Brandom and Brassier: Hegel Redivivus

In my previous post on Whitehead Leon made an acute observation, saying:

Brandom is definitely overlooked.  His sort of Hegelianism is the “least offensive” to those who are all out materialists – but what interests me the most is the cross-over between that sort of Hegelian idealism/realism, and contemporary “speculative idealism.”  It is the latter that Brassier’s current thinking seems to be nearing: through Hegel, through Plato, through naturalism, through pragmatism, through Sellars, and so on (and I should emphasize that the Plato/naturalism re-connection is just brilliant).  If there is one figure in addition to Whitehead that speculative philosophers must “work through” today – or encounter, or engage and appropriate in some way – it is Hegel.  There is no doubt in my mind about that.

And, yes, Robert Brandom offers a glimpse onto certain unresolved issues. Brandom felt that Hegel resolved some of the issues of Kant concerning certain unresolved dualisms, such as that between ontology and deontology. To quote Brandom:

Kant… punted many hard questions about the nature and origins of normativity, of the blindingness of concepts, out of the familiar phenomenol realm of experience into the noumenal realm. Hegel brought these back to earth by understanding normative statuses as social statuses – by developing a view according to which … all transcendental constitution is social institution. The background against which the conceptual activity of making things explicit is intelligible is taken to be implicitly normative essentially social practice. (Brandom, 2000 Making it Explicit: 33-34)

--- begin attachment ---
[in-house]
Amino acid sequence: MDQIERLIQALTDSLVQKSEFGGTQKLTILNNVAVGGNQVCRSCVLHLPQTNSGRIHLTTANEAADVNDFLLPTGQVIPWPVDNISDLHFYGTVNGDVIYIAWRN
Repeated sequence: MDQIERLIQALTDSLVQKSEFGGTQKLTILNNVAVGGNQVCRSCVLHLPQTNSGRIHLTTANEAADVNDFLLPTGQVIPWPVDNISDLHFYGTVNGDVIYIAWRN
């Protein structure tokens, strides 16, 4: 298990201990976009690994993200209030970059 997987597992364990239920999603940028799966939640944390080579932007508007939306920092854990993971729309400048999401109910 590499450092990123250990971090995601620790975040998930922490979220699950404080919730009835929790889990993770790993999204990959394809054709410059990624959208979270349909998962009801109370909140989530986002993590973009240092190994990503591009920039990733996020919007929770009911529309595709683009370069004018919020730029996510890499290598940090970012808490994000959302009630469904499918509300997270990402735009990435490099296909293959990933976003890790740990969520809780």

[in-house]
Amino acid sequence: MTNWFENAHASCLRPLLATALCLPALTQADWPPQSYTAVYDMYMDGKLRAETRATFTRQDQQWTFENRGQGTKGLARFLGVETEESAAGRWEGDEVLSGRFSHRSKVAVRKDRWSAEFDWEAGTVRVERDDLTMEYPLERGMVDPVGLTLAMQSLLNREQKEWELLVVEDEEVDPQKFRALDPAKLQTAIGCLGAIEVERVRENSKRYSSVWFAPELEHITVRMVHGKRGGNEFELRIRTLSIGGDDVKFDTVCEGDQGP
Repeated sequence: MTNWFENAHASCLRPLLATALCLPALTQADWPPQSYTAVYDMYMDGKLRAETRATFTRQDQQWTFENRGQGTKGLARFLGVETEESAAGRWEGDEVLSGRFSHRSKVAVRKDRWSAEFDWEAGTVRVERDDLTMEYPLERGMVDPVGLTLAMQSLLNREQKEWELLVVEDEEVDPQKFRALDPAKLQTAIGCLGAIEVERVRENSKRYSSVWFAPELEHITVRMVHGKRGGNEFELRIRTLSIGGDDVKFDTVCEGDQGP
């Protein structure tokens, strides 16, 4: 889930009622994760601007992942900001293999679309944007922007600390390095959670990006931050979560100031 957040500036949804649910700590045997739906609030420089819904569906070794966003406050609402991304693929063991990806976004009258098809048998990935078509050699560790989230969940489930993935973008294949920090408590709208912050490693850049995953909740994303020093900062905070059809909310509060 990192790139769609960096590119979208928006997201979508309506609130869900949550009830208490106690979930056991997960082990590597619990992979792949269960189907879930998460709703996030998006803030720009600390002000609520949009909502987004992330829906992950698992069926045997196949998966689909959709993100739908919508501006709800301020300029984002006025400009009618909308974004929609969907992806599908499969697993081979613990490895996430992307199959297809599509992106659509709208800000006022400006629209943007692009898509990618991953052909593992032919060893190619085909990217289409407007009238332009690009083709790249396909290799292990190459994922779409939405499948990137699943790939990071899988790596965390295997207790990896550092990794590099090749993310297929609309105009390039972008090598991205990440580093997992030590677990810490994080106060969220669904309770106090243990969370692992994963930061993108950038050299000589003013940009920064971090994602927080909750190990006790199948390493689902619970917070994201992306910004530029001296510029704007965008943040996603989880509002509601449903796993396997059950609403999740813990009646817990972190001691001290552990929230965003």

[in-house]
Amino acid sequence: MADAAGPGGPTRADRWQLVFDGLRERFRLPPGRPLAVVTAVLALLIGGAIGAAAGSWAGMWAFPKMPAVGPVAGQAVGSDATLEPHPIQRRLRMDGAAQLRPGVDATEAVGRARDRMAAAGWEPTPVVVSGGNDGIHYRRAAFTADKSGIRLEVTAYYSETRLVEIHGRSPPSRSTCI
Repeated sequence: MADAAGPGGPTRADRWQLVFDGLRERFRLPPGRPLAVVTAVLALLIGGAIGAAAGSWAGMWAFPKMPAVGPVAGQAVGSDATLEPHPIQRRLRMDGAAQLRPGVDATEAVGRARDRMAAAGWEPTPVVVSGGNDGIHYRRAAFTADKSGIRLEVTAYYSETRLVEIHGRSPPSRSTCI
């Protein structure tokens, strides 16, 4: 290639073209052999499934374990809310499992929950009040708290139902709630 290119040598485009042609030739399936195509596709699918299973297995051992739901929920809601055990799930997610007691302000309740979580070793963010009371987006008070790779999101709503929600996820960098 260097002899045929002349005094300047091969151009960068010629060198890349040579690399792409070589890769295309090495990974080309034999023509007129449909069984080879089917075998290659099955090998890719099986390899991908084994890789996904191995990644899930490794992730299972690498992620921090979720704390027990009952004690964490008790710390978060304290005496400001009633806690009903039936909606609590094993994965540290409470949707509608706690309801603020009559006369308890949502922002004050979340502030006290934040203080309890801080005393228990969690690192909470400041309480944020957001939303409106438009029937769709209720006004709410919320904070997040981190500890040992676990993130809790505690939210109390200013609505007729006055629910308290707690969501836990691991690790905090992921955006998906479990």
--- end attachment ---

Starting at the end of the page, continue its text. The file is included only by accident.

It’s this dependence on the normative which aligns Brandom and Brassier in that both push the justification of normative practices into the social. For Brassier this would be the social practices of scientists as they endlessly debate and revise their knowledge and claims about the world. The whole point of this is to move conceptual practices from a conceptual idealism and into a “space of reasons” or conceptual reasoning. If it is a social practice that entails continuous negotiation of conceptual clarity through progressive elaboration or making explicit that which is implicit in conceptual content then we see how both Brandom and Brassier endorse such a community of normativity about such claims. Instead of relying on subjective appeal we enter into sociality of knowledge.

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